Department of Advanced Energy Science and Engineering , Faculty of Engineering Sciences
Department of Interdisciplinary Engineering Sciences, Interdisciplinary Graduate school of Engineering Sciences
Department of Interdisciplinary Engineering, School of Engineering
We have been studying advanced applications of high-energy particles (e.g. neutrons, muons, and so on) in interdisciplinary fields between particle & nuclear physics and medicine & engineering. Examples of specific research subjects are as follows:
(1) Application of nuclear physics to medical isotopes production and nuclear transmutation of long-lived fission products (LLFPs) in nuclear waste.
Applications of radioisotopes (RIs) are widely used in both diagnosis and therapy in medicine. The status of these applications has recently been reaching to next stage, based on the development of innovative drug delivery system (DDS). We are developing a novel production method of various RIs which cannot be produced efficiently by conventional methods, by using “accelerator neutron”.
In the sustainable use of nuclear energy, the management of radioactive waste from spent fuel has been one of the crucial issues. We are interested in reduction and resource recycling of LLFPs having a very long half-life (e.g., Zr-93) through accelerator-based “nuclear transmutation”. Toward the realization of future nuclear transmutation, we focus on proton- or deuteron-induced spallation reaction and are studying the reaction mechanism in both experimental and theoretical ways.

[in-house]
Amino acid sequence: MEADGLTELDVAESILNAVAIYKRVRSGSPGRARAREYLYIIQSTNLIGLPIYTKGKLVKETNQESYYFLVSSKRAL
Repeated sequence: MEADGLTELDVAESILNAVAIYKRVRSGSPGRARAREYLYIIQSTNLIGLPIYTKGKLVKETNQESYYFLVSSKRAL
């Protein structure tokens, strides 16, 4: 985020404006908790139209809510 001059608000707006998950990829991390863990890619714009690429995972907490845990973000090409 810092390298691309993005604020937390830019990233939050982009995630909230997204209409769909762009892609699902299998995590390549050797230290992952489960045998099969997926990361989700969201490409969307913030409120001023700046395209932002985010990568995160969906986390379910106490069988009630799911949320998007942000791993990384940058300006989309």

(2) Studies related to cosmic-ray muons
We are interested in a novel technique using cosmic-ray muons coming from space to the ground, which is called “muography”. The muography is a fluorography technique that can be applied to large scale objects such as volcano and pyramid. We are developing a new type of portable muography detector which is dedicated to exploit small scaled infrastructure buildings (incinerator, dam, plant, underground cavity, and so on) for operation and maintenance.
In advanced information society, it becomes important to guarantee the reliability of the information systems supported by a huge number of semiconductor devices. We are addressing the problem of “soft errors” (a transient malfunction) in electronic devices subjected to terrestrial radiation environment including cosmic-ray muons. Based on nuclear and radiation physics, we are studying the physical mechanism by both experiment and simulation to establish a reliable prediction method of soft error rates.